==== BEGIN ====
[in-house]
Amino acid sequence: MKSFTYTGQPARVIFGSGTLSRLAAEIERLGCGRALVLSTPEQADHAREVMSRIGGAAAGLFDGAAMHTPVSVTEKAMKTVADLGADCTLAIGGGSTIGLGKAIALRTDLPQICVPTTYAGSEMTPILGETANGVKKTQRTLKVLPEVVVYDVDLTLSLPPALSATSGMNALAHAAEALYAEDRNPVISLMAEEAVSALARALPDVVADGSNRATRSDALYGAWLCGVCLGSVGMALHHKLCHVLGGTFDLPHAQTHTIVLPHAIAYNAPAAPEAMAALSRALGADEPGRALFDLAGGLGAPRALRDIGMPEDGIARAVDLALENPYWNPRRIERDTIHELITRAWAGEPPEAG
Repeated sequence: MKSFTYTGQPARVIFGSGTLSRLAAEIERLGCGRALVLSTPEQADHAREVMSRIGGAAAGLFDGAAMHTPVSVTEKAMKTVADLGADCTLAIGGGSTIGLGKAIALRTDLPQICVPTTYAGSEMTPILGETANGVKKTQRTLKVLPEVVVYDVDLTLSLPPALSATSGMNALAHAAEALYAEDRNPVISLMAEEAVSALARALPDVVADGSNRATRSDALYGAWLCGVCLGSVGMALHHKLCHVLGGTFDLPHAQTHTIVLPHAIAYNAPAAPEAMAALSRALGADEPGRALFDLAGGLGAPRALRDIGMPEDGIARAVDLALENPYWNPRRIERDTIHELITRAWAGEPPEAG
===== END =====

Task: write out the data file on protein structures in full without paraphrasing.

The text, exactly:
[in-house]
Amino acid sequence: MKSFTYTGQPARVIFGSGTLSRLAAEIERLGCGRALVLSTPEQADHAREVMSRIGGAAAGLFDGAAMHTPVSVTEKAMKTVADLGADCTLAIGGGSTIGLGKAIALRTDLPQICVPTTYAGSEMTPILGETANGVKKTQRTLKVLPEVVVYDVDLTLSLPPALSATSGMNALAHAAEALYAEDRNPVISLMAEEAVSALARALPDVVADGSNRATRSDALYGAWLCGVCLGSVGMALHHKLCHVLGGTFDLPHAQTHTIVLPHAIAYNAPAAPEAMAALSRALGADEPGRALFDLAGGLGAPRALRDIGMPEDGIARAVDLALENPYWNPRRIERDTIHELITRAWAGEPPEAG
Repeated sequence: MKSFTYTGQPARVIFGSGTLSRLAAEIERLGCGRALVLSTPEQADHAREVMSRIGGAAAGLFDGAAMHTPVSVTEKAMKTVADLGADCTLAIGGGSTIGLGKAIALRTDLPQICVPTTYAGSEMTPILGETANGVKKTQRTLKVLPEVVVYDVDLTLSLPPALSATSGMNALAHAAEALYAEDRNPVISLMAEEAVSALARALPDVVADGSNRATRSDALYGAWLCGVCLGSVGMALHHKLCHVLGGTFDLPHAQTHTIVLPHAIAYNAPAAPEAMAALSRALGADEPGRALFDLAGGLGAPRALRDIGMPEDGIARAVDLALENPYWNPRRIERDTIHELITRAWAGEPPEAG